Mortgage Shoppers: Beware of High-Cost Options
There is surprisingly little empirical evidence on how households choose among complex ﬁnancial products such as mortgages. A key reason is the difficulty in determining the choice sets that borrowers face when selecting among potential loans. Usually, researchers see only the mortgage that the borrower ultimately chooses.
In Price Discrimination and Mortgage Choice (NBER Working Paper 31652), Jamie Coen, Anil K Kashyap, and May Rostom assemble a unique dataset that contains information on the mortgage options on offer at the bank where a loan was taken out and at other banks oﬀering similar products. They establish a number of facts about mortgage selection and document the price dispersion on mortgage menus both within and across banks.
The choice sets show three recurrent patterns. First, all banks oﬀer many mortgages with slightly diﬀerent options. Second, most mortgages have nearly equivalent total costs to borrowers. Third, mixed into some menus are some very expensive choices which, if selected, would generate windfall profits for the banks. These patterns suggest that banks attempt to discriminate by price because they recognize that consumers are heterogeneous. Because they cannot legally tailor menus to individual characteristics, nor tell which customers are shopping at other lenders, they oﬀer menus with options that cater to a wide range of borrower preferences.
Though a bank may know that some customers are unable to identify the cheapest mortgage, it can only imperfectly target them. It must therefore post a menu that will not deter more sophisticated borrowers while potentially generating high profits from customers less able to identify cheaper loans. Even though customers rarely pick the cheapest products oﬀered, in most cases the cost consequences are only modest.
Borrowers who pick expensive mortgages generally face poor menus with large price dispersion, the researchers find. Menus with many pricey options are more commonly offered to borrowers with higher loan-to-value and loan-to-income ratios, who are typically younger, more likely to be ﬁrst-time buyers, and have lower incomes. Lenders thus try to price discriminate by making it easy for customers who might be prone to select badly to do so without scaring away other borrowers. Competition between lenders seems to explain why most borrowers can ﬁnd a reasonable mortgage even if they do not pick particularly well, but about 7 percent of borrowers select a mortgage that is much more expensive than others in their choice set.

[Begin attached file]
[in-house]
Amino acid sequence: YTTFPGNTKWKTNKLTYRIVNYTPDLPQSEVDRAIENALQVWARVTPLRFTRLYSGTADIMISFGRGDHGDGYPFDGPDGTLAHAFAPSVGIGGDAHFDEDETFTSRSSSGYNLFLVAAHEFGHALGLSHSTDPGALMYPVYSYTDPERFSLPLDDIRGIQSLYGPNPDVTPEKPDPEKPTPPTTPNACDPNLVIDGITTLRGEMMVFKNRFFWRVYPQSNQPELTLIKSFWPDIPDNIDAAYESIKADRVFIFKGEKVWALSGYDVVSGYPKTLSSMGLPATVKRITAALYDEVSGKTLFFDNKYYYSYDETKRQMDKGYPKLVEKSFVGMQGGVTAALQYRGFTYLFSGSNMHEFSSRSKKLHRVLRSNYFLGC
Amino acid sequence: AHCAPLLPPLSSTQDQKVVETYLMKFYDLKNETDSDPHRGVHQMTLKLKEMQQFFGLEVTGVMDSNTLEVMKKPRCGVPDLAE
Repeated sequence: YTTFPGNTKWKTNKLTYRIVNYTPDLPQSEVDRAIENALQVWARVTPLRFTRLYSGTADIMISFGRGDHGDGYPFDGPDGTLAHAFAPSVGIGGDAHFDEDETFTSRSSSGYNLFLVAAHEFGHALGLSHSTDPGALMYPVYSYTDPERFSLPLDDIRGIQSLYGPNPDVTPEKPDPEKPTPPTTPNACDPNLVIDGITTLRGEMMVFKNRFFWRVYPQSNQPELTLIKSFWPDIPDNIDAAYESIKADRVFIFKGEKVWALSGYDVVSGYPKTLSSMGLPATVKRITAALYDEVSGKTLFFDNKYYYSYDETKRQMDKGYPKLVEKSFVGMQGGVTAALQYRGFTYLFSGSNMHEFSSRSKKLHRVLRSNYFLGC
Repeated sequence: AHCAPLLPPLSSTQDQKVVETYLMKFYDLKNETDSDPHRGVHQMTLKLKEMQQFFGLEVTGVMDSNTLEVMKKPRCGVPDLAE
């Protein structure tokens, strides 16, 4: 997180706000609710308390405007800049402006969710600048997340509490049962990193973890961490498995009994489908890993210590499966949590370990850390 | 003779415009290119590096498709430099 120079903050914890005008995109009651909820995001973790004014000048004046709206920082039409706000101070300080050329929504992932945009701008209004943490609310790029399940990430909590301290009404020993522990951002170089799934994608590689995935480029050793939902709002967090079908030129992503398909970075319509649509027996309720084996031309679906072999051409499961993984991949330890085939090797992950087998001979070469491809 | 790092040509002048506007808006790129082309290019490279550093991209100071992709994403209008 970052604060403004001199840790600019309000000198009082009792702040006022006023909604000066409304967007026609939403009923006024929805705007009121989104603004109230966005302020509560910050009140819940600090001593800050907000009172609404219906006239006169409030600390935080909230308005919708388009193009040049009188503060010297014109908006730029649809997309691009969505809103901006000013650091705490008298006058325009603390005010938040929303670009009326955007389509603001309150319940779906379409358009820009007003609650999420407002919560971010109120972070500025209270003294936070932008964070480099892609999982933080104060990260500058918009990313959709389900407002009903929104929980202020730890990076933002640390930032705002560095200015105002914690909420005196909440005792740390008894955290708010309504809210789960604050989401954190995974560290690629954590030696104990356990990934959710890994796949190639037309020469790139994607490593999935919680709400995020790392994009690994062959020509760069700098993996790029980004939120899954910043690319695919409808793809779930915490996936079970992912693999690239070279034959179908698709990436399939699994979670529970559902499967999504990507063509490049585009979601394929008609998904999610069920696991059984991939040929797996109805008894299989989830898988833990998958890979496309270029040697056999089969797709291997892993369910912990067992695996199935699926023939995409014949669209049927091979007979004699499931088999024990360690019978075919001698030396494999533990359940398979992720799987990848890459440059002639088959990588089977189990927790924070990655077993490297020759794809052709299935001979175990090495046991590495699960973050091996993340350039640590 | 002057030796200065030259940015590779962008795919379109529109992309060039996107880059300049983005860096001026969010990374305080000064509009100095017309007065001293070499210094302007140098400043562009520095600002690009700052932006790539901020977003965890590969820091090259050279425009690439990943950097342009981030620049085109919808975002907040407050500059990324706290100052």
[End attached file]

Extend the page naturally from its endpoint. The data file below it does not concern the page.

The researchers suggest that lenders may think of their clientele as consisting of two types of borrowers: sophisticated customers and randomizers. Randomizers walk into a bank and pick a random choice from the menu. They don’t shop at other banks, are unaware of alternatives, or don’t qualify for mortgages with other lenders. Sophisticated customers go to other banks, consider all options, and pick the cheapest available.
In this environment, lenders must balance two considerations: providing cheap options to entice sophisticated customers and oﬀering expensive options to proﬁt from randomizers. The menu will feature price dispersion, with good options for sophisticated customers and bad options for randomizers. The higher the percentage of randomizers, the more banks will want to ﬁll the mortgage menu with bad options.
— Lauri Scherer
Kashyap thanks the Center for Research in Securities Prices and the Initiative on Global Markets at the University of Chicago Booth School of Business as well as the National Science Foundation for a grant administered by the National Bureau of Economic Research for research support.